Jeffrey T. McCollum, D.V.M., M.P.H., Alicia B. Cronquist, R.N., M.P.H., Benjamin J. Silk, Ph.D., M.P.H., Kelly A. Jackson, M.P.H., Katherine A. O’Connor, B.S.N., M.P.H., Shaun Cosgrove, M.S., Joe P. Gossack, B.S., Susan S. Parachini, B.A., Neena S. Jain, M.D., M.S.T.P.H., Paul Ettestad, D.V.M., Mam Ibraheem, M.D., M.P.H., Venessa Cantu, M.P.H., Manjiri Joshi, M.P.H., Tracy DuVernoy, D.V.M., M.P.H., Norman W. Fogg, Jr., M.P.S., James R. Gorny, Ph.D., Kathryn M. Mogen, M.P.H., Charlotte Spires, D.V.M., M.P.H., Paul Teitell, B.S., Lavin A. Joseph, M.S., Cheryl L. Tarr, Ph.D., Maho Imanishi, V.M.D., M.P.H., Karen P. Neil, M.D., M.S.P.H., Robert V. Tauxe, M.D., M.P.H., and Barbara E. Mahon, M.D., M.P.H.

N Engl J Med 2013; 369:944-953 September 5, 2013 DOI: 10.1056/NEJMoa1215837


Although new pathogen–vehicle combinations are increasingly being identified in produce-related disease outbreaks, fresh produce is a rarely recognized vehicle for listeriosis. We investigated a nationwide listeriosis outbreak that occurred in the United States during 2011.


We defined an outbreak-related case as a laboratory-confirmed infection with any of five outbreak-related subtypes of Listeria monocytogenes isolated during the period from August 1 through October 31, 2011. Multistate epidemiologic, trace-back, and environmental investigations were conducted, and outbreak-related cases were compared with sporadic cases reported previously to the Listeria Initiative, an enhanced surveillance system that routinely collects detailed information about U.S. cases of listeriosis.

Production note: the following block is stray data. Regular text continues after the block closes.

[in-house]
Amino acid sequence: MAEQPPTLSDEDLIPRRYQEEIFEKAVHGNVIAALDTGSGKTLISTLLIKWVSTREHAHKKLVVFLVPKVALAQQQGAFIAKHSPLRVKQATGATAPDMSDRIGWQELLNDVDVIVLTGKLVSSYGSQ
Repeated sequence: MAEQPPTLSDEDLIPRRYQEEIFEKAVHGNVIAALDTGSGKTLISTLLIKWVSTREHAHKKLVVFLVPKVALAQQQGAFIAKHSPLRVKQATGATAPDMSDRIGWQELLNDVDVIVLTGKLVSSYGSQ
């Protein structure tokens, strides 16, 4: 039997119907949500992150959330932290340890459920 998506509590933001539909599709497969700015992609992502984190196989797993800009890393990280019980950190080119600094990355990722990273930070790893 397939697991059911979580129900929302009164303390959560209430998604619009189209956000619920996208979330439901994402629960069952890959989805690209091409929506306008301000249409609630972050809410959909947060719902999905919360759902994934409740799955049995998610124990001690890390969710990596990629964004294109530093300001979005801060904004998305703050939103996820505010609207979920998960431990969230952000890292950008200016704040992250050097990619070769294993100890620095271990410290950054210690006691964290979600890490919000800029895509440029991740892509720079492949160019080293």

We identified 147 outbreak-related cases in 28 states. The majority of patients (127 of 147, 86%) were 60 years of age or older. Seven infections among pregnant women and newborns and one related miscarriage were reported. Of 145 patients for whom information about hospitalization was available, 143 (99%) were hospitalized. Thirty-three of the 147 patients (22%) died. Patients with outbreak-related illness were significantly more likely to have eaten cantaloupe than were patients 60 years of age or older with sporadic illness (odds ratio, 8.5; 95% confidence interval, 1.3 to ∞). Cantaloupe and environmental samples collected during the investigation yielded isolates matching all five outbreak-related subtypes, confirming that whole cantaloupe produced by a single Colorado farm was the outbreak source. Unsanitary conditions identified in the processing facility operated by the farm probably resulted in contamination of cantaloupes with L. monocytogenes.


Raw produce, including cantaloupe, can serve as a vehicle for listeriosis. This outbreak highlights the importance of preventing produce contamination within farm and processing environments.

Listeria:  Marler Clark, The Food Safety Law Firm, is the nation’s leading law firm representing victims of Listeria outbreaks. The Listeria lawyers of Marler Clark have represented thousands of victims of Listeria and other foodborne illness outbreaks and have recovered over $600 million for clients.  Marler Clark is the only law firm in the nation with a practice focused exclusively on foodborne illness litigation.  Our Listeria lawyers have litigated Listeria cases stemming from outbreaks traced to a variety of foods, such as cantaloupe, cheese, celery and milk.   Marler Clark is presently representing 46 victims and their families in the 2011 Jensen Farms Listeria cantaloupe outbreak and 2 women, one who lost her child in the 2012 Marte brand Frescolina ricotta salata cheese Listeria outbreak.

If you or a family member became ill with a Listeria infection after consuming food and you’re interested in pursuing a legal claim, contact the Marler Clark Listeria attorneys for a free case evaluation.